Given the age of jme and the model/animation sources I very much doubt I’m the first one trying that. How complicated could that be? If someone knows of a functional workflow I’d appreciate any hints.

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@capdevon taught me the following asset pipeline:

  1. Go to and sign in using an Adobe account. Go to the Characters tab at the top and select a character.
  2. Download the character with T-pose animation and the default settings.
  3. Search for and select the animations you want, and download them. Check the “in place” box if there is one, and in the download options select “without skin”.
  4. To convert 3D models from FBX to glTF use the latest version of FacebookIncubator/FBX2glTF . For example:
FBX2glTF-windows-x64.exe --embed --verbose ./Mixamo/Erika/Erika.fbx -o ./Mixamo/Erika_out/Erika.gltf
  1. Delete the “.fbm” directory.
  2. To merge the animations into the T-pose character, use his copyAnimation() utility method:
    jme-animation-fsm/src/main/java/com/capdevon/anim/ at b217f668492406bccf7b542812d0990e33c4bd48 · capdevon/jme-animation-fsm · GitHub

Last year I developed a simpler approach using Collada .dae format and MonkeyWrench, but it doesn’t always yield good results.


I tried that workflow and it works to some extend. In my case FBX2glTF created an invalid glb file (according to the KhronosGroup validator). I had some success with a model without animations though.

That’s the key point. Is there no simple way to get the root translation in jme? I tried blender as well but then I get errors saying jme supports linear interpolation only. To me it looks like every frame is a keyframe so I don’t really care about what the interpolation is set to.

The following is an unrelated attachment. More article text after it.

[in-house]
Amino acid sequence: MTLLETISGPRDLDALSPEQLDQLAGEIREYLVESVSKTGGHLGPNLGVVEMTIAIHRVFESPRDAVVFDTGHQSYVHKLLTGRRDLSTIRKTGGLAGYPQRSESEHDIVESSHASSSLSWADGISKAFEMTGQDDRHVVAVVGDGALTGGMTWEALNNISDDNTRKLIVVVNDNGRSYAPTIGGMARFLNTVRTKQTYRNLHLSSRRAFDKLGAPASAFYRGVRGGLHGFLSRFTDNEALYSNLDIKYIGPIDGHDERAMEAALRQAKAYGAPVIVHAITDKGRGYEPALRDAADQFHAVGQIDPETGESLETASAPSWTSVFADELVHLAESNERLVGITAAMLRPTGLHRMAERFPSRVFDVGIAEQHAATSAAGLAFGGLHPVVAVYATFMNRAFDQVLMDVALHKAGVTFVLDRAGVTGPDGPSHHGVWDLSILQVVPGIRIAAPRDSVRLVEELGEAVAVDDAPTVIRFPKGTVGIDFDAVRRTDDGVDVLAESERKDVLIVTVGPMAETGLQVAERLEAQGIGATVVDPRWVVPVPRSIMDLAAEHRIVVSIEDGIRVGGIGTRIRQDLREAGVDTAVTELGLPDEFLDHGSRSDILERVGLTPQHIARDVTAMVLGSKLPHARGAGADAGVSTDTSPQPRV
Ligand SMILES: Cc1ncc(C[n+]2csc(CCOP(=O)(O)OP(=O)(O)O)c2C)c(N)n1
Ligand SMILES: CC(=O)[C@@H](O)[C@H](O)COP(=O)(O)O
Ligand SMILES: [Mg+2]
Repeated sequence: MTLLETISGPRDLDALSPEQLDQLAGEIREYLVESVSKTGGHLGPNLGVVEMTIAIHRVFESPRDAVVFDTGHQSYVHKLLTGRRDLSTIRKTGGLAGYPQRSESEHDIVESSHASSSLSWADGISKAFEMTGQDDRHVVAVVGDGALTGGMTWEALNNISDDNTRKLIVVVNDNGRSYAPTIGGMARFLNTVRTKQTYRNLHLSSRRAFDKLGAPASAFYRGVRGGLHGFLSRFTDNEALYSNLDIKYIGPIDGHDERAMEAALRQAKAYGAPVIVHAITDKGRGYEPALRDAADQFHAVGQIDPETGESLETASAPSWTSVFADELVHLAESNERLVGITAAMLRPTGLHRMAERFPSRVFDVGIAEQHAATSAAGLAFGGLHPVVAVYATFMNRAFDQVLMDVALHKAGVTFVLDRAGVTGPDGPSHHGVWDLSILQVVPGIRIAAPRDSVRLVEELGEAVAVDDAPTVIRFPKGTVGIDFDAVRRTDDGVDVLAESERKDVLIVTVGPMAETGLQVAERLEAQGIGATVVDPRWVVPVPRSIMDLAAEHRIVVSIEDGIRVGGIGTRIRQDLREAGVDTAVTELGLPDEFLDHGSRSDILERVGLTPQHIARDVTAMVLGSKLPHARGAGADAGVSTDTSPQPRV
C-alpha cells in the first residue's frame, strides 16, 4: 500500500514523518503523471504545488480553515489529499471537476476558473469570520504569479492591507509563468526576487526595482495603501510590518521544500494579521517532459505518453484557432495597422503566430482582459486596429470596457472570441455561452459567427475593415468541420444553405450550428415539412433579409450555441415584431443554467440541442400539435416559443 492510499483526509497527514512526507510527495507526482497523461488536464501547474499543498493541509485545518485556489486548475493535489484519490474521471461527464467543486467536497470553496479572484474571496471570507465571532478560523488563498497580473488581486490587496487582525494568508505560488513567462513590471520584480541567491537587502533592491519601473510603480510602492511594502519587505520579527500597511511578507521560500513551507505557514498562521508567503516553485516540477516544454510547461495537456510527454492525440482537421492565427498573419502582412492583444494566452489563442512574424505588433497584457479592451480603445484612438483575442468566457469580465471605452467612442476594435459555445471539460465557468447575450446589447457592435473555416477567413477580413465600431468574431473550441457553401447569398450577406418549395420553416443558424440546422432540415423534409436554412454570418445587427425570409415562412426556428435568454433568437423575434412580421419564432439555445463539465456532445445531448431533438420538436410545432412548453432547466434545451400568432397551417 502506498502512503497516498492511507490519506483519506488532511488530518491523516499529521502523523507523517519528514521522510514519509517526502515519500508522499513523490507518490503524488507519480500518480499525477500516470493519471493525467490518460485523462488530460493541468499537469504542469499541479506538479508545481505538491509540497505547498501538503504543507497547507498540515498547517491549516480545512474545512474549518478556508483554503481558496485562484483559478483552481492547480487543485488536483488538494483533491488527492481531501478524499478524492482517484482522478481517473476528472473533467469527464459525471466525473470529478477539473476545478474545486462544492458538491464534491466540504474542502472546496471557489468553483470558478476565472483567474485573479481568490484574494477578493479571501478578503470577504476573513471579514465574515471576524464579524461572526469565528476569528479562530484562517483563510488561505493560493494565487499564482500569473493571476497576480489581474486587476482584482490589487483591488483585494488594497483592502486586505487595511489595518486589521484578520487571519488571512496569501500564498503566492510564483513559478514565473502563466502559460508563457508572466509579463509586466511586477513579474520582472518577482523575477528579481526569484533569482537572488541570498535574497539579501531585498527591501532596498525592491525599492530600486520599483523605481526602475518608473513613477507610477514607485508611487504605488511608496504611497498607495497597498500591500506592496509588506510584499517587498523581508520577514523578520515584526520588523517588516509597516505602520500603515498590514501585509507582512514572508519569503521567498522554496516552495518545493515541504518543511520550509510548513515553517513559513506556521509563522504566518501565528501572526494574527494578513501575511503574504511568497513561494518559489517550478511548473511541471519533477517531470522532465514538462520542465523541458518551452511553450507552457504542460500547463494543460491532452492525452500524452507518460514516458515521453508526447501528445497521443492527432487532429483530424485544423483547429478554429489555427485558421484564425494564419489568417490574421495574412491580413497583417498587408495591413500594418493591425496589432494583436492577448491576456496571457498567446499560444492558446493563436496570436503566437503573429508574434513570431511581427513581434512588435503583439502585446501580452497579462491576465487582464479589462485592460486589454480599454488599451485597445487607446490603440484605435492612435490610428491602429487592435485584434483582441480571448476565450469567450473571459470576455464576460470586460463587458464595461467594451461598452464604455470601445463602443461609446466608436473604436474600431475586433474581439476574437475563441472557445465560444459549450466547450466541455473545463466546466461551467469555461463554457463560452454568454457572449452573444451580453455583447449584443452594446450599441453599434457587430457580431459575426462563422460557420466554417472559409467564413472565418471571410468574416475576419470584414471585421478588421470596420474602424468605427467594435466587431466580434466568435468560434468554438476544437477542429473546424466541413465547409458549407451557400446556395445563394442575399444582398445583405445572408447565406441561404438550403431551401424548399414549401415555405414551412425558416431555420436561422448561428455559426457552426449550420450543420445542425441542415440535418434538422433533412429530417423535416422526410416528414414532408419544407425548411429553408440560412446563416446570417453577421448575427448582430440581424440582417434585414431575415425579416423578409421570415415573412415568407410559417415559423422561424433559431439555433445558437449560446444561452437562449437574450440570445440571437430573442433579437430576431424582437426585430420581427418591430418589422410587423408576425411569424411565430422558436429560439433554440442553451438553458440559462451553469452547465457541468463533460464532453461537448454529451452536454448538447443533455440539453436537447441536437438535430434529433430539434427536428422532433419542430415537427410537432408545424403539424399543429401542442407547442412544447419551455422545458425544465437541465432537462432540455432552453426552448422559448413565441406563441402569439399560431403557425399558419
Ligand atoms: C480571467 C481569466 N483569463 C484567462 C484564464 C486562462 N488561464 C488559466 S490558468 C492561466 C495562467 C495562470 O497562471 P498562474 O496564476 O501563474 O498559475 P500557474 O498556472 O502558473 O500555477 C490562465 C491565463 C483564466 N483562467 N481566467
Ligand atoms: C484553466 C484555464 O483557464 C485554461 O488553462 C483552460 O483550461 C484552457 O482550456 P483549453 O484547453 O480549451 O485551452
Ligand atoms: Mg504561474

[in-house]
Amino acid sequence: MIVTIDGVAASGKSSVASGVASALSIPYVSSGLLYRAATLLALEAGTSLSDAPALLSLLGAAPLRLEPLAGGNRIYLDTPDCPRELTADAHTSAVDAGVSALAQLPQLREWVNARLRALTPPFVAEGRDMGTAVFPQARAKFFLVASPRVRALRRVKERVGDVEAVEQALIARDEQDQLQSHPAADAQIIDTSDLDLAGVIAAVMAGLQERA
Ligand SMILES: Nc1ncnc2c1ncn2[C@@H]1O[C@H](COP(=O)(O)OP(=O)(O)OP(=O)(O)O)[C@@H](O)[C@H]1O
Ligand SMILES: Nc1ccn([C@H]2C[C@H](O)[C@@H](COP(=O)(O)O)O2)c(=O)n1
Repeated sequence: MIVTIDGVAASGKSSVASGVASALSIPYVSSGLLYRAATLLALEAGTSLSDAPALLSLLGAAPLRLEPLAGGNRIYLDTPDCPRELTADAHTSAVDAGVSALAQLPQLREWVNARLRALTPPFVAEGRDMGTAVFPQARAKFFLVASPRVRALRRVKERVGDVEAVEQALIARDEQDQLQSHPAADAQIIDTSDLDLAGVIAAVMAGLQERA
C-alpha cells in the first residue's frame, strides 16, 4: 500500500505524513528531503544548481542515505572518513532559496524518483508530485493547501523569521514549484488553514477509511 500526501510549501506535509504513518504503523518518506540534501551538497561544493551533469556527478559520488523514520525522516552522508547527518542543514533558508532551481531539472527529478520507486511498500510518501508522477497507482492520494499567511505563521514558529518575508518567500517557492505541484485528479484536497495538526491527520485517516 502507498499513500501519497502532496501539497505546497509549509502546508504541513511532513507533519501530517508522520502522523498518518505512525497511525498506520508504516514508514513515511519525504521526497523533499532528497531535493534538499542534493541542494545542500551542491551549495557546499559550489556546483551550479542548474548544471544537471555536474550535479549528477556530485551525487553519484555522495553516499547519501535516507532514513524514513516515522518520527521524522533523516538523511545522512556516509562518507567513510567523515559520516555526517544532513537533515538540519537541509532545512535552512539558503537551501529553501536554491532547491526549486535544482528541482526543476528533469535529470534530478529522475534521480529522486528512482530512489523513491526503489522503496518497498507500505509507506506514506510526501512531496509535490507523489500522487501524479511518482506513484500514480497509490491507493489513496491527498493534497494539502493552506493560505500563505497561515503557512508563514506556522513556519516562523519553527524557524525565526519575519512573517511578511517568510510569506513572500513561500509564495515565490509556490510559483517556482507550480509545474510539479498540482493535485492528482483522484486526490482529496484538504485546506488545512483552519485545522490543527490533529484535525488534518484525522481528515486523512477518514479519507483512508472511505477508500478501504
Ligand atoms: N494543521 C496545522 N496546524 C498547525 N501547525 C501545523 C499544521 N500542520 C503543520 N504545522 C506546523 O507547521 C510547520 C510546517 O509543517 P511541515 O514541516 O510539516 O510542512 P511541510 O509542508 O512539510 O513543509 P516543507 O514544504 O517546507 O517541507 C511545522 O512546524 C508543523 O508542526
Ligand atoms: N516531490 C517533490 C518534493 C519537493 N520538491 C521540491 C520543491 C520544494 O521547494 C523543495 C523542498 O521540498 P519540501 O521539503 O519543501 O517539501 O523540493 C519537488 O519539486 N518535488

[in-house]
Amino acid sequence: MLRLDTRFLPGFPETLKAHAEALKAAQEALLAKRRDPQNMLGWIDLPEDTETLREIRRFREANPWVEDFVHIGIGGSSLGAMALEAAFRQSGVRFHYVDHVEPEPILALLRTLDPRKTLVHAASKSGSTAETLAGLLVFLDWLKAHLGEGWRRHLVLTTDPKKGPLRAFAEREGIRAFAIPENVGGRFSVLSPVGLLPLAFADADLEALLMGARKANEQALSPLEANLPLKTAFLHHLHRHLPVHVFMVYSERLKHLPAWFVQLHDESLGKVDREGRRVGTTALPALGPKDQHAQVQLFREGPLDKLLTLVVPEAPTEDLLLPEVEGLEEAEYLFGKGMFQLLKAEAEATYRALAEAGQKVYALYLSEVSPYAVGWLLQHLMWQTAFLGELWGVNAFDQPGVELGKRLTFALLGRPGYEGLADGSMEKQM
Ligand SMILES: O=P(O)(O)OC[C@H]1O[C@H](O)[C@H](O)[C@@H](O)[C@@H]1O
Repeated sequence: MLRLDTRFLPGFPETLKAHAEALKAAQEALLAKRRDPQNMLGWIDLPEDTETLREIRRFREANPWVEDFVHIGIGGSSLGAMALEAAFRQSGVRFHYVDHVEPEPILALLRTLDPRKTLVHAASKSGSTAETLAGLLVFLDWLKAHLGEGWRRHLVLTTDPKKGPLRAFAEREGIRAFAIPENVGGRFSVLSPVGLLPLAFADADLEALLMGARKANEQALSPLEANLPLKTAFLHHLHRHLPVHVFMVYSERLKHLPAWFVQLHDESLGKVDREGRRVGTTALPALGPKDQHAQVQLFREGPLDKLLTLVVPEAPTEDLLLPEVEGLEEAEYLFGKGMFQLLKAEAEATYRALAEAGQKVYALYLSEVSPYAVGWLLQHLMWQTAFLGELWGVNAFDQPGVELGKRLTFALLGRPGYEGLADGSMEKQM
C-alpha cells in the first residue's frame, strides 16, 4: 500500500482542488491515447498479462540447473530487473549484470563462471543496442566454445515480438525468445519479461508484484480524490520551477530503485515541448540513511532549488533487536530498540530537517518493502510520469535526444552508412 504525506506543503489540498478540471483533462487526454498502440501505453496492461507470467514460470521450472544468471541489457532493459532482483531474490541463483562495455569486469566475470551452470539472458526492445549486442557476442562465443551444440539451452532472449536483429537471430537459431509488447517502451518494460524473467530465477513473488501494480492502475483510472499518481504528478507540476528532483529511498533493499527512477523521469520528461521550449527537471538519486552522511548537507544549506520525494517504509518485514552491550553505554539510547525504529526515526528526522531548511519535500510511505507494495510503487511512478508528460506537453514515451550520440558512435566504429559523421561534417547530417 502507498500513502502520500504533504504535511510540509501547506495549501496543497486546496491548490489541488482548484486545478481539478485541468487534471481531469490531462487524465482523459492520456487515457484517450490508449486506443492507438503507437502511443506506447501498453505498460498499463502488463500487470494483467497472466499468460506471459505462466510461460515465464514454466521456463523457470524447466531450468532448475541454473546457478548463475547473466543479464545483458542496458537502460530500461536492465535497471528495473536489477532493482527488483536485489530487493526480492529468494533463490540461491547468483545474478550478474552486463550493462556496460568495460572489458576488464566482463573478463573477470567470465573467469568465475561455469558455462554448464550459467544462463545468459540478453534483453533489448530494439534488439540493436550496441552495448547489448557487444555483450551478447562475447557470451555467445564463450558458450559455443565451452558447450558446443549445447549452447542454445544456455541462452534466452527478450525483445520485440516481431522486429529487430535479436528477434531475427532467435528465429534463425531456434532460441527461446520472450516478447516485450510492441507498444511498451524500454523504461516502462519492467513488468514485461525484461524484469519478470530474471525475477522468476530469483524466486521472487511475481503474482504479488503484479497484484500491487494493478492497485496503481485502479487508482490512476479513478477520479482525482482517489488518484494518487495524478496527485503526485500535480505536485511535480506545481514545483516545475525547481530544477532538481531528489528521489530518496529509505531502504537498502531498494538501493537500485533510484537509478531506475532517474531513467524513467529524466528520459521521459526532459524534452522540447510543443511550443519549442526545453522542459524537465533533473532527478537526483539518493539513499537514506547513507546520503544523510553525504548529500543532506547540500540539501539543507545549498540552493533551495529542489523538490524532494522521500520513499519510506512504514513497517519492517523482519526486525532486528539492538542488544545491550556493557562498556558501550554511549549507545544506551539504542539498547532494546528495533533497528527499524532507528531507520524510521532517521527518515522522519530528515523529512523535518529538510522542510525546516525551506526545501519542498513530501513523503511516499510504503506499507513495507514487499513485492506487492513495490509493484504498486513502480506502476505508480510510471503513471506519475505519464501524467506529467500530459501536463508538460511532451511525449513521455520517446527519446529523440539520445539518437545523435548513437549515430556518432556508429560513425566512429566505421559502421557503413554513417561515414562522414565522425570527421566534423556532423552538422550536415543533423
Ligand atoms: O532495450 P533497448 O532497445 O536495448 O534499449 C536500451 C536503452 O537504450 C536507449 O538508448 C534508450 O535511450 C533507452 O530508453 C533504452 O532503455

The one created with FBX2glTF issues warnings about the scale and the forward axis. The result is a weird bunch of triangles in jme SDK that hardly resembles any recognizable model.

Is there no simple way to get the root translation in jme?

I’ve used root motion in JME (both the old and new animation systems) and I’m convinced it works. So I assume the issues you’re having are with importing 3-D models, not with root motion itself.

At this point, JME’s Blender importer and FBX importer are of little use. When importing 3-D models one should use GLB or glTF format. The GLB/glTF importer in jme3-plugins is good, so the usual challenge is getting the model into GLB or glTF format.

surprisingly difficult to get a mixamo animation from a makehuman model into jme with root translation.

I just noticed you’re trying to combine Mixamo animations with MakeHuman. That’s extra challenging because Mixamo and MakeHuman use different bone names and axes, so animation retargeting is required. Are you using Wes for that?

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I’m uploading a makehuman model to mixamo and get an animated skinned model back. I used that in other engines and it works just fine. I guess the challenge here is that I need to convert the downloaded mixamo file so that jme can read it without losing vital information. That’s why I asked about a workflow people have tested. Maybe nobody is doing that although I doubt that.